United Nations: As India reels from the impact of the COVID-19 pandemic, the World Bank projects the country's economy to shrink by 3.2 per cent in the current fiscal year, the worst performance since 1979.
The Bank said on Monday that the world was facing its worst recession since World War II and per capita incomes would fall plunging millions into poverty.
Making the forecast for India, the Bank said: "Stringent measures to control the spread of the virus will heavily curtail activity, despite some support from fiscal and monetary stimulus. Spillovers from weaker global growth and balance sheet stress in the financial sector will also weigh on activity."
The Bank's Global Economic Prospects report cut the last fiscal year's gross domestic product (GDP) growth for India to 4.2 per cent and forecast it to fall by 3.2 per cent in 2020-21 "when the impact of the pandemic will largely hit".
The last time India had recorded a negative growth rate was in 1979 when it was -5.24 per cent.
The Bank forecast the global economy to shrink by 5.2 per cent this year resulting in a "largest fraction of economies experiencing declines in per capita output since 1870".
The projected 3.6 per cent drop in per capita income this year "will tip millions of people into extreme poverty this year," the report warned.
"This is a deeply sobering outlook, with the crisis likely to leave long-lasting scars and pose major global challenges," World Bank Group Vice President Ceyla Pazarbasioglu said.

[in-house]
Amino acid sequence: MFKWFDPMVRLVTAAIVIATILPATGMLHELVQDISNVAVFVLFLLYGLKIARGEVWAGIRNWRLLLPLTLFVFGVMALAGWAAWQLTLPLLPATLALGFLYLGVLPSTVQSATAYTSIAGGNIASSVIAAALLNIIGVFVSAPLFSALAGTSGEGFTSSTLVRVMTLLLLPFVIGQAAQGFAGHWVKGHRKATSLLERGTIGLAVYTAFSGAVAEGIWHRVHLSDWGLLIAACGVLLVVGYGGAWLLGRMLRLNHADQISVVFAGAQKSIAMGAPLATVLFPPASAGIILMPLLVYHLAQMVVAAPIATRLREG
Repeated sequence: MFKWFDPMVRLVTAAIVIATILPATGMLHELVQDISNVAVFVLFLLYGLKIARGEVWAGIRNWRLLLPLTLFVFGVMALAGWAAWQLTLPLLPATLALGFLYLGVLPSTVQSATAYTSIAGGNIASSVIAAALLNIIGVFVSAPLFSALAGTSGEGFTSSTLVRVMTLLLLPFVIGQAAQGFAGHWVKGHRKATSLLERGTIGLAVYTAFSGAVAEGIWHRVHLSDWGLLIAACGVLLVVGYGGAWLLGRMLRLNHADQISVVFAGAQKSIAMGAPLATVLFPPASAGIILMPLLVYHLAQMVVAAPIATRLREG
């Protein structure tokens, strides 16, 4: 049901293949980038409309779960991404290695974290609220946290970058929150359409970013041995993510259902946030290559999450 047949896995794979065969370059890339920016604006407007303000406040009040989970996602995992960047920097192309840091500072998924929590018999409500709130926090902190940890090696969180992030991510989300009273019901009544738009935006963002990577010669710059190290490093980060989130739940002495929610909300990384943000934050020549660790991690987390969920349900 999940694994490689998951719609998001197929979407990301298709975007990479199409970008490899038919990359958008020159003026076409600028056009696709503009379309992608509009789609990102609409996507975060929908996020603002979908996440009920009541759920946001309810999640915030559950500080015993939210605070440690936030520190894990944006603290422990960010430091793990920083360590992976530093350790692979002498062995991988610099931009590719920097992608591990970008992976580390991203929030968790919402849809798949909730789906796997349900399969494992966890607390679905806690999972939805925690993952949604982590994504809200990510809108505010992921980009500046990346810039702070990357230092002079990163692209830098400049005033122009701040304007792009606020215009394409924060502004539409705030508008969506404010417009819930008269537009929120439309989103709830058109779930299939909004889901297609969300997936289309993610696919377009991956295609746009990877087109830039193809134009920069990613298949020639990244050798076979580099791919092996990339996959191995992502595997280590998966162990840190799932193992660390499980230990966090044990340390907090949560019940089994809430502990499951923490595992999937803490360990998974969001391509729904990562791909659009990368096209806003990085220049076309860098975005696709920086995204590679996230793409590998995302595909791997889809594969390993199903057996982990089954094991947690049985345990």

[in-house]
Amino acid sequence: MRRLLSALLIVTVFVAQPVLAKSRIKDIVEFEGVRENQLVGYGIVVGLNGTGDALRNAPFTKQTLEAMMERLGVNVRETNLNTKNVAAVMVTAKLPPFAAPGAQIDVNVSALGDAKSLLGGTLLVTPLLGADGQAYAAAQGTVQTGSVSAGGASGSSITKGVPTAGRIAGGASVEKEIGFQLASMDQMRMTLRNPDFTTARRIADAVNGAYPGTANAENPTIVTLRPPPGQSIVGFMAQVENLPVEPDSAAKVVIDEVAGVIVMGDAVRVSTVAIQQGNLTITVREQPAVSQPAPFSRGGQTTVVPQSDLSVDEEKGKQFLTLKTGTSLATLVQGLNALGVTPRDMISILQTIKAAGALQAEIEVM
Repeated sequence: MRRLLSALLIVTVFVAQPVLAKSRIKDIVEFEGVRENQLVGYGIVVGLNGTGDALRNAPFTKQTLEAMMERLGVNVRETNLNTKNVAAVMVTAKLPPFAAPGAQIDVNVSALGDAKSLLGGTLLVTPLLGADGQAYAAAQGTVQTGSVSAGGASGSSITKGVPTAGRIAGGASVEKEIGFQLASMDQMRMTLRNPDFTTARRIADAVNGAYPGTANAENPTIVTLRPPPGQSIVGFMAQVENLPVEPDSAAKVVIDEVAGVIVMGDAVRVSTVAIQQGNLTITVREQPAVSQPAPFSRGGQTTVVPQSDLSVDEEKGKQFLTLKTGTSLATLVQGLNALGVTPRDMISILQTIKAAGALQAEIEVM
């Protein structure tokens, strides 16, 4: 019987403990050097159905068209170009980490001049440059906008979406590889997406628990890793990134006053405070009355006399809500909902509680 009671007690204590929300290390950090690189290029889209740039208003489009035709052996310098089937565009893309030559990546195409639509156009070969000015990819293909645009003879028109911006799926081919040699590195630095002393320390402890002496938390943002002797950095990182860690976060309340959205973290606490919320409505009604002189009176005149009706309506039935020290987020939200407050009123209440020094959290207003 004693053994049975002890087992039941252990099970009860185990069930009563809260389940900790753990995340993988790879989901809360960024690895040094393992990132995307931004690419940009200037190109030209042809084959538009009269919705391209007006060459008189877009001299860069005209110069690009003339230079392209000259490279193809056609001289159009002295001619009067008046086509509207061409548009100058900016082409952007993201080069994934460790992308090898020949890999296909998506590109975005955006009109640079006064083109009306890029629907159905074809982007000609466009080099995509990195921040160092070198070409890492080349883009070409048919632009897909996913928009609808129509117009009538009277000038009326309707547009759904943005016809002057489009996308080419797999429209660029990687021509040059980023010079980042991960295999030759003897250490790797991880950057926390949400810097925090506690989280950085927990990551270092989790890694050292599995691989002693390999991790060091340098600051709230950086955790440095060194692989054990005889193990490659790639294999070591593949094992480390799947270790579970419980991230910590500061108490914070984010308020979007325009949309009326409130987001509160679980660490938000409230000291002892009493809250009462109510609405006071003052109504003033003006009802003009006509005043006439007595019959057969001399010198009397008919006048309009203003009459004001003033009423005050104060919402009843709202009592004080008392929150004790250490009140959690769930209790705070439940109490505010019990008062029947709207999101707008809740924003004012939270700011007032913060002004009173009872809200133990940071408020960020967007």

The report expected global growth to rebound to 4.2 per cent next year.
The economies of developed countries are expected to shrink by 7 per cent this year but grow by 3.9 per cent next year.
The Bank's latest report presents a very negative turn around for India since January when it had projected the country to be the fastest growing major economy with a growth rate of 7.5 per cent in 2019-20 and in the current fiscal year.
The UN had projected last month a modest growth rate of 1.2 per cent for India in the current fiscal year.
The central banks in virtually all major economies in the South Asian region have been able to take measures to stimulate economic activity, the Bank report noted.
Although South Asia had delayed and initially smaller COVID-19 outbreaks, the number of cases is increasing rapidly in India, Pakistan, Afghanistan and Bangladesh, the report said.
"The region has a high share of workers employed in the informal sector, which adds to the health and economic challenges of dealing with the pandemic," the Bank said.
Among the external factors impacting the region, the Bank listed spillovers from major trading partners; losses in supply chain linkages, and protracted low oil prices with depressed economic activity in the Middle East that could cut remittances.
But it said the lower oil prices and more subdued economic activity are keeping inflation generally contained in the region.
China's growth in 2020 is projected at 1 per cent and 6.9 per cent in 2021.
The Bank forecast Pakistan's growth to shrink by 1.2 per cent in the last fiscal year and by 0.2 per cent in the next.
For Bangladesh, the Bank's forecast is 1.6 per cent growth for the last fiscal year and 1 per cent for the next. Sri Lanka's growth is projected to shrink by 3.2 per cent in the current calendar year and remain flat next year.